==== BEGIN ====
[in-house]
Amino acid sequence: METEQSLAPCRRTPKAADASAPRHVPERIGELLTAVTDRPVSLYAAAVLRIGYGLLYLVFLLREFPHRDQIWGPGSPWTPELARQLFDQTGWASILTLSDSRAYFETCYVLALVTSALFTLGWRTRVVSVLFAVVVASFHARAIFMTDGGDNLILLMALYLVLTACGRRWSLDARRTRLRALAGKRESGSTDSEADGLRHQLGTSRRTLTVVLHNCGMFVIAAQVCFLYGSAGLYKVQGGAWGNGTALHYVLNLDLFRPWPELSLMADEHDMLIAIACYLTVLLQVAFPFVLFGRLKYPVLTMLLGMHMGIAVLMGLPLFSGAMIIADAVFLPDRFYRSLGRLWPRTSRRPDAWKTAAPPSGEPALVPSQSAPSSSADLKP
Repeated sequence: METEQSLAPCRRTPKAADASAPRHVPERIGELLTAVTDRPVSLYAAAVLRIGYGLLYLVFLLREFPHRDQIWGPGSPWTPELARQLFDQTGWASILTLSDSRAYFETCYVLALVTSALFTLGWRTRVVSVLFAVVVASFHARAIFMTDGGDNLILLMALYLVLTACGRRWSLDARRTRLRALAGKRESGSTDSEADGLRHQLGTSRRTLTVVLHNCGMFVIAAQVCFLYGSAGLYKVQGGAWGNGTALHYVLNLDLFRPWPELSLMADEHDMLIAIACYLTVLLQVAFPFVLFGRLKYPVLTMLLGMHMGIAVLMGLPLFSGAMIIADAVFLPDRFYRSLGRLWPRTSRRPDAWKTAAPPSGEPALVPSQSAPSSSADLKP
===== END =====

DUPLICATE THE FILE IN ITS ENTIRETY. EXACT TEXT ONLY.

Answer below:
[in-house]
Amino acid sequence: METEQSLAPCRRTPKAADASAPRHVPERIGELLTAVTDRPVSLYAAAVLRIGYGLLYLVFLLREFPHRDQIWGPGSPWTPELARQLFDQTGWASILTLSDSRAYFETCYVLALVTSALFTLGWRTRVVSVLFAVVVASFHARAIFMTDGGDNLILLMALYLVLTACGRRWSLDARRTRLRALAGKRESGSTDSEADGLRHQLGTSRRTLTVVLHNCGMFVIAAQVCFLYGSAGLYKVQGGAWGNGTALHYVLNLDLFRPWPELSLMADEHDMLIAIACYLTVLLQVAFPFVLFGRLKYPVLTMLLGMHMGIAVLMGLPLFSGAMIIADAVFLPDRFYRSLGRLWPRTSRRPDAWKTAAPPSGEPALVPSQSAPSSSADLKP
Repeated sequence: METEQSLAPCRRTPKAADASAPRHVPERIGELLTAVTDRPVSLYAAAVLRIGYGLLYLVFLLREFPHRDQIWGPGSPWTPELARQLFDQTGWASILTLSDSRAYFETCYVLALVTSALFTLGWRTRVVSVLFAVVVASFHARAIFMTDGGDNLILLMALYLVLTACGRRWSLDARRTRLRALAGKRESGSTDSEADGLRHQLGTSRRTLTVVLHNCGMFVIAAQVCFLYGSAGLYKVQGGAWGNGTALHYVLNLDLFRPWPELSLMADEHDMLIAIACYLTVLLQVAFPFVLFGRLKYPVLTMLLGMHMGIAVLMGLPLFSGAMIIADAVFLPDRFYRSLGRLWPRTSRRPDAWKTAAPPSGEPALVPSQSAPSSSADLKP